Hollywood Camera Work | Print |
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Written by Reviewed by Amanda Lynn Porter   

SVN recently discovered Per Holmes, the creator of Hollywood Camera Work, a company dedicated to help you improve your shots, angles, and special effects. Currently, there are two courses available: “The Master Course in High- End Blocking & Staging,” a six DVD set, and “Visual Effects for Directors,” a seven DVD set.

Needless to say, SVN checked out both courses and there isn’t a more amazing word that I could fabricate to describe them to you. They are INCREDIBLE!

Both priced at $329, they’re worth every penny. One volume/ DVD will give you more than any book could ever explain. Each is jam packed with new angles, new ideas, and marvelous insight as to how to improve your production.

Thinking I had stumbled upon the undiscovered, I checked out Per’s website, http://www.hollywoodcamerawork.us. It seems that everyone uses these remarkable courses. Aside from SVN’s high mark of approval, check out what others have to say:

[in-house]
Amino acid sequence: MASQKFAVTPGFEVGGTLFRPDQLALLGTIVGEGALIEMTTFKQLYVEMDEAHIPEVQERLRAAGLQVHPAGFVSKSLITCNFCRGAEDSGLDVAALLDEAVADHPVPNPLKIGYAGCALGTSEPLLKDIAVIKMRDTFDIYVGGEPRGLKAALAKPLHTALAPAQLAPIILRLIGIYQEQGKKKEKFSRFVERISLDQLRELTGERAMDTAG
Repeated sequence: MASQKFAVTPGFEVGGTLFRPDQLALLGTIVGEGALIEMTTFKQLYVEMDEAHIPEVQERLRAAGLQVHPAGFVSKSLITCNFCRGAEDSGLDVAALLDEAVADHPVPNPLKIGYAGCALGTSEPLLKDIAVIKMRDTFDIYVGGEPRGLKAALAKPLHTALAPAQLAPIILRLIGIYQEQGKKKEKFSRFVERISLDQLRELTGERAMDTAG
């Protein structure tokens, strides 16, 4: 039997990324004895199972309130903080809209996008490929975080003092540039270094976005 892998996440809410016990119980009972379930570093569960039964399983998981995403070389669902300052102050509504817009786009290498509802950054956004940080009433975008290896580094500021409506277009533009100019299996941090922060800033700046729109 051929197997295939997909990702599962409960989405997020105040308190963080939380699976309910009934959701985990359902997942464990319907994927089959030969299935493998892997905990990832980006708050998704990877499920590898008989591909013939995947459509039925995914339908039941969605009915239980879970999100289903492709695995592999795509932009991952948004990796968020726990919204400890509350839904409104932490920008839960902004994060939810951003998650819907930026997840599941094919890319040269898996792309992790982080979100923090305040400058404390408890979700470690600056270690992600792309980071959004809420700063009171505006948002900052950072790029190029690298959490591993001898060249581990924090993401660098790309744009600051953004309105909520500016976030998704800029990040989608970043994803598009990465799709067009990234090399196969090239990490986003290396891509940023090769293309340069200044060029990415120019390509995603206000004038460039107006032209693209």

Brad Blackbourn, of DreamWorks, said, "The Hollywood Camera Work DVD course is THE definitive reference for scene blocking & staging. It is clearly the most comprehensive & effective learning tool available to help filmmakers of any level increase the cinematic value of their scenes. It's brilliant!"

Sam Simon, the producer of the Simpsons noted, “Everything a Director needs to know about camera work is brilliantly presented. It's film school in a box."